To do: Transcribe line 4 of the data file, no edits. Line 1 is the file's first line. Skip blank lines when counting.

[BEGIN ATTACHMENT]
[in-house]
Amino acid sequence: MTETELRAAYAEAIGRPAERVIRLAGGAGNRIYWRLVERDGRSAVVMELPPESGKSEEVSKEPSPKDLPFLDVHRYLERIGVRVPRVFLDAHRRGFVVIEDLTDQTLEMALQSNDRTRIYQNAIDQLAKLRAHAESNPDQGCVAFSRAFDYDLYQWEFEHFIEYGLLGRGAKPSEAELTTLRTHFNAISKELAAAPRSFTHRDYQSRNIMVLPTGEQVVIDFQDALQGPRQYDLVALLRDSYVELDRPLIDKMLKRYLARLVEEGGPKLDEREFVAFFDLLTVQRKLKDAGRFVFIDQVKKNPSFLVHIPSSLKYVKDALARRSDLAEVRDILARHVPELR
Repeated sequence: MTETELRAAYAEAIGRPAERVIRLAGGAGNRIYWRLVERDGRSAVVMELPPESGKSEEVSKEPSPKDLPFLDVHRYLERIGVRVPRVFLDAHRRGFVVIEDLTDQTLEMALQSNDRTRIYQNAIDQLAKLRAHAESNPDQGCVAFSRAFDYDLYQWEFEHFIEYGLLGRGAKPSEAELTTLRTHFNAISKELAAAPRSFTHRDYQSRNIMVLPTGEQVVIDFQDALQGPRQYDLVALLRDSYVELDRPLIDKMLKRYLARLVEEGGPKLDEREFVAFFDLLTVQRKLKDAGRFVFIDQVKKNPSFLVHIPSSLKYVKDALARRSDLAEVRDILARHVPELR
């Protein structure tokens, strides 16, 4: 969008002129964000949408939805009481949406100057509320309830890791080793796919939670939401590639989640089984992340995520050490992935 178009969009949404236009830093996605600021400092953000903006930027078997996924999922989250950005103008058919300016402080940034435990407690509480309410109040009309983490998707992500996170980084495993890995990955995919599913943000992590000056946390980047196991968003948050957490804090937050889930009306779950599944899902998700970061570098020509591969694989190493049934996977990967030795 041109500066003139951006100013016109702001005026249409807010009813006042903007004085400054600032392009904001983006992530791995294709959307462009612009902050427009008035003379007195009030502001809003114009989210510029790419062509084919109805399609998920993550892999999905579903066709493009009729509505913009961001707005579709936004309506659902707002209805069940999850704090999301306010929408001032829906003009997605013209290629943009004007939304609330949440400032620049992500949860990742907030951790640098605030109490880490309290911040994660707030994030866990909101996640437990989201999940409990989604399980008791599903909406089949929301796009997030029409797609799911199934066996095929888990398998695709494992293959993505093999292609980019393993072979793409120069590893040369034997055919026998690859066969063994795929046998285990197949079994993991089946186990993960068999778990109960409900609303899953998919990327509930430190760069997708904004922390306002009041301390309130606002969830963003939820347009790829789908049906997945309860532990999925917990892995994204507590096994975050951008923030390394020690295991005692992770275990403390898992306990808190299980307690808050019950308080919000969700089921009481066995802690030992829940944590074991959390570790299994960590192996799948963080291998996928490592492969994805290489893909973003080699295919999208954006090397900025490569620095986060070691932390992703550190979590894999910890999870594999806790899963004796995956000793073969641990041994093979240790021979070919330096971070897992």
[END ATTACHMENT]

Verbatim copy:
């Protein structure tokens, strides 16, 4: 969008002129964000949408939805009481949406100057509320309830890791080793796919939670939401590639989640089984992340995520050490992935 178009969009949404236009830093996605600021400092953000903006930027078997996924999922989250950005103008058919300016402080940034435990407690509480309410109040009309983490998707992500996170980084495993890995990955995919599913943000992590000056946390980047196991968003948050957490804090937050889930009306779950599944899902998700970061570098020509591969694989190493049934996977990967030795 041109500066003139951006100013016109702001005026249409807010009813006042903007004085400054600032392009904001983006992530791995294709959307462009612009902050427009008035003379007195009030502001809003114009989210510029790419062509084919109805399609998920993550892999999905579903066709493009009729509505913009961001707005579709936004309506659902707002209805069940999850704090999301306010929408001032829906003009997605013209290629943009004007939304609330949440400032620049992500949860990742907030951790640098605030109490880490309290911040994660707030994030866990909101996640437990989201999940409990989604399980008791599903909406089949929301796009997030029409797609799911199934066996095929888990398998695709494992293959993505093999292609980019393993072979793409120069590893040369034997055919026998690859066969063994795929046998285990197949079994993991089946186990993960068999778990109960409900609303899953998919990327509930430190760069997708904004922390306002009041301390309130606002969830963003939820347009790829789908049906997945309860532990999925917990892995994204507590096994975050951008923030390394020690295991005692992770275990403390898992306990808190299980307690808050019950308080919000969700089921009481066995802690030992829940944590074991959390570790299994960590192996799948963080291998996928490592492969994805290489893909973003080699295919999208954006090397900025490569620095986060070691932390992703550190979590894999910890999870594999806790899963004796995956000793073969641990041994093979240790021979070919330096971070897992």